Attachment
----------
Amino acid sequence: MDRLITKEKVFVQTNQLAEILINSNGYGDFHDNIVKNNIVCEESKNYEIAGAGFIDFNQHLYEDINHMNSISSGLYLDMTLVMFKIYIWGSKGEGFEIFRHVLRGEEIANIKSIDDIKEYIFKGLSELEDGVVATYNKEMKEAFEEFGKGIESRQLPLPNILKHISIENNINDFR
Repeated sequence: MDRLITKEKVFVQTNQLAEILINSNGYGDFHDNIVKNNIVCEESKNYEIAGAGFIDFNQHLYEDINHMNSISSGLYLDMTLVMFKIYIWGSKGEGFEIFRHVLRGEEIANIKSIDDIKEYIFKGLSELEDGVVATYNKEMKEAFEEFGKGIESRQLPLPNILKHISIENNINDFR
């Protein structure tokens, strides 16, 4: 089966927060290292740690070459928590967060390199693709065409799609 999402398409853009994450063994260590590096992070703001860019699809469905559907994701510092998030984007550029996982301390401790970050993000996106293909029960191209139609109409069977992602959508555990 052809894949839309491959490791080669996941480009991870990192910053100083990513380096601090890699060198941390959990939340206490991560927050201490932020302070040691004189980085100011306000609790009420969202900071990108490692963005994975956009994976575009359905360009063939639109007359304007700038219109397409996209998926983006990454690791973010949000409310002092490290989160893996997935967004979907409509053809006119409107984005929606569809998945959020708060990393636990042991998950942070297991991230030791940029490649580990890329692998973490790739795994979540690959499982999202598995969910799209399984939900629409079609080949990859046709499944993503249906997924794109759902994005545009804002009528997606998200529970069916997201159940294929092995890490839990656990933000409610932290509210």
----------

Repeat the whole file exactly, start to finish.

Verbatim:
Amino acid sequence: MDRLITKEKVFVQTNQLAEILINSNGYGDFHDNIVKNNIVCEESKNYEIAGAGFIDFNQHLYEDINHMNSISSGLYLDMTLVMFKIYIWGSKGEGFEIFRHVLRGEEIANIKSIDDIKEYIFKGLSELEDGVVATYNKEMKEAFEEFGKGIESRQLPLPNILKHISIENNINDFR
Repeated sequence: MDRLITKEKVFVQTNQLAEILINSNGYGDFHDNIVKNNIVCEESKNYEIAGAGFIDFNQHLYEDINHMNSISSGLYLDMTLVMFKIYIWGSKGEGFEIFRHVLRGEEIANIKSIDDIKEYIFKGLSELEDGVVATYNKEMKEAFEEFGKGIESRQLPLPNILKHISIENNINDFR
């Protein structure tokens, strides 16, 4: 089966927060290292740690070459928590967060390199693709065409799609 999402398409853009994450063994260590590096992070703001860019699809469905559907994701510092998030984007550029996982301390401790970050993000996106293909029960191209139609109409069977992602959508555990 052809894949839309491959490791080669996941480009991870990192910053100083990513380096601090890699060198941390959990939340206490991560927050201490932020302070040691004189980085100011306000609790009420969202900071990108490692963005994975956009994976575009359905360009063939639109007359304007700038219109397409996209998926983006990454690791973010949000409310002092490290989160893996997935967004979907409509053809006119409107984005929606569809998945959020708060990393636990042991998950942070297991991230030791940029490649580990890329692998973490790739795994979540690959499982999202598995969910799209399984939900629409079609080949990859046709499944993503249906997924794109759902994005545009804002009528997606998200529970069916997201159940294929092995890490839990656990933000409610932290509210």